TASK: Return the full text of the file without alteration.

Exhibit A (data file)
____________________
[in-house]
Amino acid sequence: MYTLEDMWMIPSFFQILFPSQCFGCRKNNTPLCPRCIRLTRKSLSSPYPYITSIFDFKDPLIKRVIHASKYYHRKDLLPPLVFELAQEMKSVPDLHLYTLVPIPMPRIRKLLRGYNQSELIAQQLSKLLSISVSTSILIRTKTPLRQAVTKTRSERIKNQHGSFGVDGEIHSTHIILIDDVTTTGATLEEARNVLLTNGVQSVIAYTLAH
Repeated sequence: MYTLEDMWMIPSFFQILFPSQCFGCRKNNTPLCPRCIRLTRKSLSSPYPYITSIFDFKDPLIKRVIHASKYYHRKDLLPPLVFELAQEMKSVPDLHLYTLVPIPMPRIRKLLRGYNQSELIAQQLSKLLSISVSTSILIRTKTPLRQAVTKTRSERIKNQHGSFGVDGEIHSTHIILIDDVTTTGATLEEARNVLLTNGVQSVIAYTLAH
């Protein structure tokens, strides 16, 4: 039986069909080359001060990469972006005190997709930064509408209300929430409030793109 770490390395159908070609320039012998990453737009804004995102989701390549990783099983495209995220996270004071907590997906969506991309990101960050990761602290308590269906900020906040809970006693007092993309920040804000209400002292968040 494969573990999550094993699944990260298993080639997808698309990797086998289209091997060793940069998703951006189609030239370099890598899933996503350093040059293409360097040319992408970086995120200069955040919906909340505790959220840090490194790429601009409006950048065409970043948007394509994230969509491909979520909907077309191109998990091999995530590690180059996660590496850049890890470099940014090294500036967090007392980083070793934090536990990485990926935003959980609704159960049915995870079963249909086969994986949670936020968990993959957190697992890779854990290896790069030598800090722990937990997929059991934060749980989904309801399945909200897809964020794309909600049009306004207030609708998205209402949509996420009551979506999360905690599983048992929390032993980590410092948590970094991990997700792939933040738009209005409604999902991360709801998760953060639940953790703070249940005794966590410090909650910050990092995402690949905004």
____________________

[in-house]
Amino acid sequence: MYTLEDMWMIPSFFQILFPSQCFGCRKNNTPLCPRCIRLTRKSLSSPYPYITSIFDFKDPLIKRVIHASKYYHRKDLLPPLVFELAQEMKSVPDLHLYTLVPIPMPRIRKLLRGYNQSELIAQQLSKLLSISVSTSILIRTKTPLRQAVTKTRSERIKNQHGSFGVDGEIHSTHIILIDDVTTTGATLEEARNVLLTNGVQSVIAYTLAH
Repeated sequence: MYTLEDMWMIPSFFQILFPSQCFGCRKNNTPLCPRCIRLTRKSLSSPYPYITSIFDFKDPLIKRVIHASKYYHRKDLLPPLVFELAQEMKSVPDLHLYTLVPIPMPRIRKLLRGYNQSELIAQQLSKLLSISVSTSILIRTKTPLRQAVTKTRSERIKNQHGSFGVDGEIHSTHIILIDDVTTTGATLEEARNVLLTNGVQSVIAYTLAH
């Protein structure tokens, strides 16, 4: 039986069909080359001060990469972006005190997709930064509408209300929430409030793109 770490390395159908070609320039012998990453737009804004995102989701390549990783099983495209995220996270004071907590997906969506991309990101960050990761602290308590269906900020906040809970006693007092993309920040804000209400002292968040 494969573990999550094993699944990260298993080639997808698309990797086998289209091997060793940069998703951006189609030239370099890598899933996503350093040059293409360097040319992408970086995120200069955040919906909340505790959220840090490194790429601009409006950048065409970043948007394509994230969509491909979520909907077309191109998990091999995530590690180059996660590496850049890890470099940014090294500036967090007392980083070793934090536990990485990926935003959980609704159960049915995870079963249909086969994986949670936020968990993959957190697992890779854990290896790069030598800090722990937990997929059991934060749980989904309801399945909200897809964020794309909600049009306004207030609708998205209402949509996420009551979506999360905690599983048992929390032993980590410092948590970094991990997700792939933040738009209005409604999902991360709801998760953060639940953790703070249940005794966590410090909650910050990092995402690949905004």